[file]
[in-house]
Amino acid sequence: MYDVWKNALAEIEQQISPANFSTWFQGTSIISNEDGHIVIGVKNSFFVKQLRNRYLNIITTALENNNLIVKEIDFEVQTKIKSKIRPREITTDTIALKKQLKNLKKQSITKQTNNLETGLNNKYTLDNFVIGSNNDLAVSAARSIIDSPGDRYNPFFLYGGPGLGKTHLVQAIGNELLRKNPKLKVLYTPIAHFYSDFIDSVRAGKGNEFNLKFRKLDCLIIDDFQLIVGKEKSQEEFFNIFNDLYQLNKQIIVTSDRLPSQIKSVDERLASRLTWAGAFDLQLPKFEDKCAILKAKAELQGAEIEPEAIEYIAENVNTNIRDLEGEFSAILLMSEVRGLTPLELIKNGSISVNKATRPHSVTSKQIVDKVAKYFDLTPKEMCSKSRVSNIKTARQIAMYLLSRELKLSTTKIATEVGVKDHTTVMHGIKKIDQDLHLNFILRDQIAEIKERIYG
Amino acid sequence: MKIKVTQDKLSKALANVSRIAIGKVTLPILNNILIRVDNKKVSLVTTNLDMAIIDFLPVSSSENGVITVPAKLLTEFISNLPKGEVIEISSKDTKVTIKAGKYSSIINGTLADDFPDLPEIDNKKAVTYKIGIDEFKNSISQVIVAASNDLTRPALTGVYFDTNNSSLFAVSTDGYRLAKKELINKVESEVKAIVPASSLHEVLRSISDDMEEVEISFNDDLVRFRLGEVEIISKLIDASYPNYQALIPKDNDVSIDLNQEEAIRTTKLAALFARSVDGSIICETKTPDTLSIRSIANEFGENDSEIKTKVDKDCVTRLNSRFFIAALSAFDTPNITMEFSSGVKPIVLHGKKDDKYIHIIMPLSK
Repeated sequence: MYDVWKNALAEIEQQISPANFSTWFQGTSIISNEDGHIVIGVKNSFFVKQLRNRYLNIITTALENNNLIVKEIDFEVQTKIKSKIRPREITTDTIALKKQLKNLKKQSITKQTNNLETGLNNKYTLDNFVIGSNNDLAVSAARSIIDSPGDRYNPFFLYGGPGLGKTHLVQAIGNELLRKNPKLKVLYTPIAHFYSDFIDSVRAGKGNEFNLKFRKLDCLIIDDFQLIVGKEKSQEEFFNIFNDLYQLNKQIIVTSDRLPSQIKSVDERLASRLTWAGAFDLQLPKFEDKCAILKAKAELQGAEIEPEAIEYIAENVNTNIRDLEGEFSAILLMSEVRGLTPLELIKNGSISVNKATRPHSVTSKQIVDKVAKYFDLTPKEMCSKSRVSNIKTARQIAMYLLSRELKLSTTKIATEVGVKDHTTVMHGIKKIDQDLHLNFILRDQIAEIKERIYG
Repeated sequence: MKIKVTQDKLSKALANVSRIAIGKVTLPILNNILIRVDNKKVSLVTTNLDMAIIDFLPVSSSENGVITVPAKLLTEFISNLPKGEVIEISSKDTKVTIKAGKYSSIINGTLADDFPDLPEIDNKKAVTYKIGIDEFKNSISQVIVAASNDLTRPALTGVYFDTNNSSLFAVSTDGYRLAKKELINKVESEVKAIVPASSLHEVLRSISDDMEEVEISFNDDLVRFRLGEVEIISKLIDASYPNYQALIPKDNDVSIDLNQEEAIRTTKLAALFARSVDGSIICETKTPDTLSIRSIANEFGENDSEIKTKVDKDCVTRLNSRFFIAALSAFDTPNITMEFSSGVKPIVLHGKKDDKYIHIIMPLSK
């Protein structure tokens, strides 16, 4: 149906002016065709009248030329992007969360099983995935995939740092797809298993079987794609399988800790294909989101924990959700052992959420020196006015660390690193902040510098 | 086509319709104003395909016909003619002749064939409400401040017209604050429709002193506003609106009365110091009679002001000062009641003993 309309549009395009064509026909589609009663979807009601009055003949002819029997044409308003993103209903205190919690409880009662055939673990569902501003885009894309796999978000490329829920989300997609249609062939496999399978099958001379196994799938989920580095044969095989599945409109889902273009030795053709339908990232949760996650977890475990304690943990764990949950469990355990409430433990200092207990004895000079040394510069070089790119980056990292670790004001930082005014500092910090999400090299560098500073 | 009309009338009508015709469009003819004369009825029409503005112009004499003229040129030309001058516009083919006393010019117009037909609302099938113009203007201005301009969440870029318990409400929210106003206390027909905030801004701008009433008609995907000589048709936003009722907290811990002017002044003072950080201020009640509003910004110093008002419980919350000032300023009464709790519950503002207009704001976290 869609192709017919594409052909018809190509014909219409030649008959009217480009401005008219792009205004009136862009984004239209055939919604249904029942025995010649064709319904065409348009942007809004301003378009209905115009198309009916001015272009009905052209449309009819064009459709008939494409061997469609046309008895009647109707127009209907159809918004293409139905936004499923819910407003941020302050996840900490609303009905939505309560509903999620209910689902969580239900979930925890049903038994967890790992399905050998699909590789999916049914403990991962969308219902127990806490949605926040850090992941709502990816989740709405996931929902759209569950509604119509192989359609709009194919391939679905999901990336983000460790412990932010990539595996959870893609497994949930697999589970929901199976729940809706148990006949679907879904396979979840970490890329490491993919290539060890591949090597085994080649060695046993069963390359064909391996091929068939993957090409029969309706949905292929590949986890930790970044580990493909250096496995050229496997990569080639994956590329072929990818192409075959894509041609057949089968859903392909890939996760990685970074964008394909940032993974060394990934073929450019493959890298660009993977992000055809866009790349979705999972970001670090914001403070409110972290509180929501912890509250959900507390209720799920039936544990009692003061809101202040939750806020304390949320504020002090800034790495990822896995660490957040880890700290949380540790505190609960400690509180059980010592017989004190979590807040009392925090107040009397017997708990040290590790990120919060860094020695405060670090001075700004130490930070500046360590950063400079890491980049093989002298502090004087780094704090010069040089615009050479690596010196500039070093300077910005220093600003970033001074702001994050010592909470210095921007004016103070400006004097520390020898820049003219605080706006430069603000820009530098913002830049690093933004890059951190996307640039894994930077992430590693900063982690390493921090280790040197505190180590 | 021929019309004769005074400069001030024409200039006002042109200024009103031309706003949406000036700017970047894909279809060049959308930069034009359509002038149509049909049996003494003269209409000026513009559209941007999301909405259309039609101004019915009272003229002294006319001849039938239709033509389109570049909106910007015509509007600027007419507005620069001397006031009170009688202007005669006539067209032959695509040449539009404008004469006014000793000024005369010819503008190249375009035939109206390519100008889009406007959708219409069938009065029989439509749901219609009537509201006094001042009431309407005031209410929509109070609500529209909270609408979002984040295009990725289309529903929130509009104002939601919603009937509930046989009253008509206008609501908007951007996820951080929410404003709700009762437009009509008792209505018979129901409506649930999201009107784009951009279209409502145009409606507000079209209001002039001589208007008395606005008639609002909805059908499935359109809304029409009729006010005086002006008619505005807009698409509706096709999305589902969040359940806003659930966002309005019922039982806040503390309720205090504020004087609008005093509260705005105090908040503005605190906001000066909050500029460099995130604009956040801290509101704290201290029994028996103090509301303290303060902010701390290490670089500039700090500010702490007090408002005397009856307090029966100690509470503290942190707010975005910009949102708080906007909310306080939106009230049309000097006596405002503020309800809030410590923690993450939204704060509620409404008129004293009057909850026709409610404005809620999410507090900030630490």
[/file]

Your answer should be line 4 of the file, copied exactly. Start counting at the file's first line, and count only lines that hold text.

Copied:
Repeated sequence: MYDVWKNALAEIEQQISPANFSTWFQGTSIISNEDGHIVIGVKNSFFVKQLRNRYLNIITTALENNNLIVKEIDFEVQTKIKSKIRPREITTDTIALKKQLKNLKKQSITKQTNNLETGLNNKYTLDNFVIGSNNDLAVSAARSIIDSPGDRYNPFFLYGGPGLGKTHLVQAIGNELLRKNPKLKVLYTPIAHFYSDFIDSVRAGKGNEFNLKFRKLDCLIIDDFQLIVGKEKSQEEFFNIFNDLYQLNKQIIVTSDRLPSQIKSVDERLASRLTWAGAFDLQLPKFEDKCAILKAKAELQGAEIEPEAIEYIAENVNTNIRDLEGEFSAILLMSEVRGLTPLELIKNGSISVNKATRPHSVTSKQIVDKVAKYFDLTPKEMCSKSRVSNIKTARQIAMYLLSRELKLSTTKIATEVGVKDHTTVMHGIKKIDQDLHLNFILRDQIAEIKERIYG